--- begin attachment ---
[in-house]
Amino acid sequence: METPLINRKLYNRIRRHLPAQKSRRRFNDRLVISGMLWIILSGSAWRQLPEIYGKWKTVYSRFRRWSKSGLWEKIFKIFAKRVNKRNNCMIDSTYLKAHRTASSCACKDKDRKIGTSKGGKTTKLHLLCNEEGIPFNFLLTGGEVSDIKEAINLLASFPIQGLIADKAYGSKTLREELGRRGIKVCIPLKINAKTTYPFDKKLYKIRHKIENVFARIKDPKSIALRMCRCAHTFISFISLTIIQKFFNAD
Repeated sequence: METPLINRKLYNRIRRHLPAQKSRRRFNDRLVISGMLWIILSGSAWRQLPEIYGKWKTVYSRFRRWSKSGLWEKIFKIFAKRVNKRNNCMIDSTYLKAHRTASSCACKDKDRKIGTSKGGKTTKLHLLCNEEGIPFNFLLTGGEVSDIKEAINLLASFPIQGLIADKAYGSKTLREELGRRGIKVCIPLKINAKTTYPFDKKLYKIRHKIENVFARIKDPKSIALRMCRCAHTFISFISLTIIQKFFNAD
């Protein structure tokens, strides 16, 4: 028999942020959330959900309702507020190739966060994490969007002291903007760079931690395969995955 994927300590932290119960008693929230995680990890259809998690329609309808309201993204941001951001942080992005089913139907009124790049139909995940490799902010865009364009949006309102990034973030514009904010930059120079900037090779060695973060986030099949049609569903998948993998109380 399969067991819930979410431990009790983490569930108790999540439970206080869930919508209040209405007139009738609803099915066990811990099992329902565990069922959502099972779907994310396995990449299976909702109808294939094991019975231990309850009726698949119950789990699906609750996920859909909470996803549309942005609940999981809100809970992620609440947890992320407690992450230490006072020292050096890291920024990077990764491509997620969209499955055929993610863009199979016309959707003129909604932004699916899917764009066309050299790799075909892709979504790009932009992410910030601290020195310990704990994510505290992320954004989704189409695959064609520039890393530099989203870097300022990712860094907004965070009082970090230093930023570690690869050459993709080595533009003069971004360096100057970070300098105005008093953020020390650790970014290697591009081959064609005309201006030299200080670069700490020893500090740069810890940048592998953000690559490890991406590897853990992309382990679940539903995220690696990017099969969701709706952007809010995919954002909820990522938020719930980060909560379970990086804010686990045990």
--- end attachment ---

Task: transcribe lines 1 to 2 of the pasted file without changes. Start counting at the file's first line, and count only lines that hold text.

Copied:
[in-house]
Amino acid sequence: METPLINRKLYNRIRRHLPAQKSRRRFNDRLVISGMLWIILSGSAWRQLPEIYGKWKTVYSRFRRWSKSGLWEKIFKIFAKRVNKRNNCMIDSTYLKAHRTASSCACKDKDRKIGTSKGGKTTKLHLLCNEEGIPFNFLLTGGEVSDIKEAINLLASFPIQGLIADKAYGSKTLREELGRRGIKVCIPLKINAKTTYPFDKKLYKIRHKIENVFARIKDPKSIALRMCRCAHTFISFISLTIIQKFFNAD